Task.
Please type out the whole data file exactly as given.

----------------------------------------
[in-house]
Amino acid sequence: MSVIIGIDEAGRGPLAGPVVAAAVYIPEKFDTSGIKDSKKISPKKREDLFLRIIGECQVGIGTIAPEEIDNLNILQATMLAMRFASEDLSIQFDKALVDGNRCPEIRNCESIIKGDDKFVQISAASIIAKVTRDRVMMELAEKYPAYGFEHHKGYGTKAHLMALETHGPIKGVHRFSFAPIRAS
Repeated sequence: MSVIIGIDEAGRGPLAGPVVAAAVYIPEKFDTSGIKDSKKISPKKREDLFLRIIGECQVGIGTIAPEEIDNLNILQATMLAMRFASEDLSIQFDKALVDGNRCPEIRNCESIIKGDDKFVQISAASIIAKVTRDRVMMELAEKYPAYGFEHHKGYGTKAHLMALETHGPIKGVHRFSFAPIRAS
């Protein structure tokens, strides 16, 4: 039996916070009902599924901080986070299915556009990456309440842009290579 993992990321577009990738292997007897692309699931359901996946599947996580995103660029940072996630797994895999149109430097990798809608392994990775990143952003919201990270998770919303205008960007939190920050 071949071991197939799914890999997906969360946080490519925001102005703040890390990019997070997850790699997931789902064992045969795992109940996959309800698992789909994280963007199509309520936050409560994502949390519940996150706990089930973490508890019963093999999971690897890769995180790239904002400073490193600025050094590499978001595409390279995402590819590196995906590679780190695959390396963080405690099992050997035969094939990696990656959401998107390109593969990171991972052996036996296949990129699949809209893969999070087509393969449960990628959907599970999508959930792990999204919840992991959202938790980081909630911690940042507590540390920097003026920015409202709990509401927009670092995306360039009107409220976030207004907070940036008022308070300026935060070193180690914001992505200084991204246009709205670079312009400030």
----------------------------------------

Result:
[in-house]
Amino acid sequence: MSVIIGIDEAGRGPLAGPVVAAAVYIPEKFDTSGIKDSKKISPKKREDLFLRIIGECQVGIGTIAPEEIDNLNILQATMLAMRFASEDLSIQFDKALVDGNRCPEIRNCESIIKGDDKFVQISAASIIAKVTRDRVMMELAEKYPAYGFEHHKGYGTKAHLMALETHGPIKGVHRFSFAPIRAS
Repeated sequence: MSVIIGIDEAGRGPLAGPVVAAAVYIPEKFDTSGIKDSKKISPKKREDLFLRIIGECQVGIGTIAPEEIDNLNILQATMLAMRFASEDLSIQFDKALVDGNRCPEIRNCESIIKGDDKFVQISAASIIAKVTRDRVMMELAEKYPAYGFEHHKGYGTKAHLMALETHGPIKGVHRFSFAPIRAS
């Protein structure tokens, strides 16, 4: 039996916070009902599924901080986070299915556009990456309440842009290579 993992990321577009990738292997007897692309699931359901996946599947996580995103660029940072996630797994895999149109430097990798809608392994990775990143952003919201990270998770919303205008960007939190920050 071949071991197939799914890999997906969360946080490519925001102005703040890390990019997070997850790699997931789902064992045969795992109940996959309800698992789909994280963007199509309520936050409560994502949390519940996150706990089930973490508890019963093999999971690897890769995180790239904002400073490193600025050094590499978001595409390279995402590819590196995906590679780190695959390396963080405690099992050997035969094939990696990656959401998107390109593969990171991972052996036996296949990129699949809209893969999070087509393969449960990628959907599970999508959930792990999204919840992991959202938790980081909630911690940042507590540390920097003026920015409202709990509401927009670092995306360039009107409220976030207004907070940036008022308070300026935060070193180690914001992505200084991204246009709205670079312009400030």